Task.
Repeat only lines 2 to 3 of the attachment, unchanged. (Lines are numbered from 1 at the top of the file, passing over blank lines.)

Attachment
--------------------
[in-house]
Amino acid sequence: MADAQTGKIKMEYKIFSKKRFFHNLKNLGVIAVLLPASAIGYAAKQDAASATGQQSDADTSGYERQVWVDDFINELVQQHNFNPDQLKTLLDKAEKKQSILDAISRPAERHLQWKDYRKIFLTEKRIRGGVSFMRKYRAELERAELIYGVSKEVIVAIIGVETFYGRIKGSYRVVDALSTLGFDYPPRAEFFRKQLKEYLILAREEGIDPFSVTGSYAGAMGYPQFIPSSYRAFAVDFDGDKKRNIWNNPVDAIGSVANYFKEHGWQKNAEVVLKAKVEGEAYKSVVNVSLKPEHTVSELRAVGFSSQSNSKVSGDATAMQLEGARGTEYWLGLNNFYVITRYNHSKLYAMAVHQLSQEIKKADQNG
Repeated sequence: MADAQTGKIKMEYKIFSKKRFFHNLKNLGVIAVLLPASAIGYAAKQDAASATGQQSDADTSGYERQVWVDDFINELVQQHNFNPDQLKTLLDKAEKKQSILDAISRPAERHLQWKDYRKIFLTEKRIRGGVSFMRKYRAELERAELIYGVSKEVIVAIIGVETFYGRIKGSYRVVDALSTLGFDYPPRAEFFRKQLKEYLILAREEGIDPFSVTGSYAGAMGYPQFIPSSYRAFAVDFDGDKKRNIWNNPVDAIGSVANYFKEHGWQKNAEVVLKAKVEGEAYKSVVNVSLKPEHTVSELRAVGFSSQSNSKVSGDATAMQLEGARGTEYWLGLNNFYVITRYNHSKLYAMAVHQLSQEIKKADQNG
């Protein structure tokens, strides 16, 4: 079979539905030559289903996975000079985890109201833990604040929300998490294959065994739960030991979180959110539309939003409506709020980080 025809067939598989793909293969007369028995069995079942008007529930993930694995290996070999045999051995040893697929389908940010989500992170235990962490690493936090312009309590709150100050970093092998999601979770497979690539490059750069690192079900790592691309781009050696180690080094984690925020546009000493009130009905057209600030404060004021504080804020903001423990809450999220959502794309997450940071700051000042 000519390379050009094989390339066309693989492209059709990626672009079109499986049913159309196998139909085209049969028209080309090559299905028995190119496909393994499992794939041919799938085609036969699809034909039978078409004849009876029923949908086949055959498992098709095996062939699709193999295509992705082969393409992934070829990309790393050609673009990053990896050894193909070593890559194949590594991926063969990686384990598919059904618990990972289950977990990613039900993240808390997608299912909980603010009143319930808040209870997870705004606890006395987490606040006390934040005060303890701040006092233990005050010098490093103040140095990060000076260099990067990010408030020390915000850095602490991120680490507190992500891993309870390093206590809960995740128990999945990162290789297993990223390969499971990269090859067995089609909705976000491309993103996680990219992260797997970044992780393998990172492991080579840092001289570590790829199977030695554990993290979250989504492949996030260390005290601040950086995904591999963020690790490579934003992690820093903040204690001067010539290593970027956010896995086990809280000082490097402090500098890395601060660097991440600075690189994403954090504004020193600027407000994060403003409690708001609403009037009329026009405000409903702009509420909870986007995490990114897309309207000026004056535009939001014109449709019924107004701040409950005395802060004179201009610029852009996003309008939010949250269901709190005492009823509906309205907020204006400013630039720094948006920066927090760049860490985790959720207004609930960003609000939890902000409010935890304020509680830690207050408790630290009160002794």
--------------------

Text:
Amino acid sequence: MADAQTGKIKMEYKIFSKKRFFHNLKNLGVIAVLLPASAIGYAAKQDAASATGQQSDADTSGYERQVWVDDFINELVQQHNFNPDQLKTLLDKAEKKQSILDAISRPAERHLQWKDYRKIFLTEKRIRGGVSFMRKYRAELERAELIYGVSKEVIVAIIGVETFYGRIKGSYRVVDALSTLGFDYPPRAEFFRKQLKEYLILAREEGIDPFSVTGSYAGAMGYPQFIPSSYRAFAVDFDGDKKRNIWNNPVDAIGSVANYFKEHGWQKNAEVVLKAKVEGEAYKSVVNVSLKPEHTVSELRAVGFSSQSNSKVSGDATAMQLEGARGTEYWLGLNNFYVITRYNHSKLYAMAVHQLSQEIKKADQNG
Repeated sequence: MADAQTGKIKMEYKIFSKKRFFHNLKNLGVIAVLLPASAIGYAAKQDAASATGQQSDADTSGYERQVWVDDFINELVQQHNFNPDQLKTLLDKAEKKQSILDAISRPAERHLQWKDYRKIFLTEKRIRGGVSFMRKYRAELERAELIYGVSKEVIVAIIGVETFYGRIKGSYRVVDALSTLGFDYPPRAEFFRKQLKEYLILAREEGIDPFSVTGSYAGAMGYPQFIPSSYRAFAVDFDGDKKRNIWNNPVDAIGSVANYFKEHGWQKNAEVVLKAKVEGEAYKSVVNVSLKPEHTVSELRAVGFSSQSNSKVSGDATAMQLEGARGTEYWLGLNNFYVITRYNHSKLYAMAVHQLSQEIKKADQNG